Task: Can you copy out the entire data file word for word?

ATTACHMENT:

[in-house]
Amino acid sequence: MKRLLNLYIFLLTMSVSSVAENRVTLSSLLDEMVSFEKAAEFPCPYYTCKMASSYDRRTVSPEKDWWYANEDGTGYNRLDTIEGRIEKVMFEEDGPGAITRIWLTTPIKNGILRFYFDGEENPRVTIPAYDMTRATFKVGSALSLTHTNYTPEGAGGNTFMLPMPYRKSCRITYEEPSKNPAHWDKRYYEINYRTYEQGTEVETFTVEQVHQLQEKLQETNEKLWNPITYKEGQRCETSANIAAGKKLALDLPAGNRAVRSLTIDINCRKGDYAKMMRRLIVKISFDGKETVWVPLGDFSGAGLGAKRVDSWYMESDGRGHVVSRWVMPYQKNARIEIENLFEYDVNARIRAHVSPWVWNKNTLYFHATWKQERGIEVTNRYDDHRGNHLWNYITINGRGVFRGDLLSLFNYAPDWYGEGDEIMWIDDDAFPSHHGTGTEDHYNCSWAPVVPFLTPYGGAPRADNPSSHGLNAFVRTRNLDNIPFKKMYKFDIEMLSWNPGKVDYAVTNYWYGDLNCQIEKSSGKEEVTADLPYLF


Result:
[in-house]
Amino acid sequence: MKRLLNLYIFLLTMSVSSVAENRVTLSSLLDEMVSFEKAAEFPCPYYTCKMASSYDRRTVSPEKDWWYANEDGTGYNRLDTIEGRIEKVMFEEDGPGAITRIWLTTPIKNGILRFYFDGEENPRVTIPAYDMTRATFKVGSALSLTHTNYTPEGAGGNTFMLPMPYRKSCRITYEEPSKNPAHWDKRYYEINYRTYEQGTEVETFTVEQVHQLQEKLQETNEKLWNPITYKEGQRCETSANIAAGKKLALDLPAGNRAVRSLTIDINCRKGDYAKMMRRLIVKISFDGKETVWVPLGDFSGAGLGAKRVDSWYMESDGRGHVVSRWVMPYQKNARIEIENLFEYDVNARIRAHVSPWVWNKNTLYFHATWKQERGIEVTNRYDDHRGNHLWNYITINGRGVFRGDLLSLFNYAPDWYGEGDEIMWIDDDAFPSHHGTGTEDHYNCSWAPVVPFLTPYGGAPRADNPSSHGLNAFVRTRNLDNIPFKKMYKFDIEMLSWNPGKVDYAVTNYWYGDLNCQIEKSSGKEEVTADLPYLF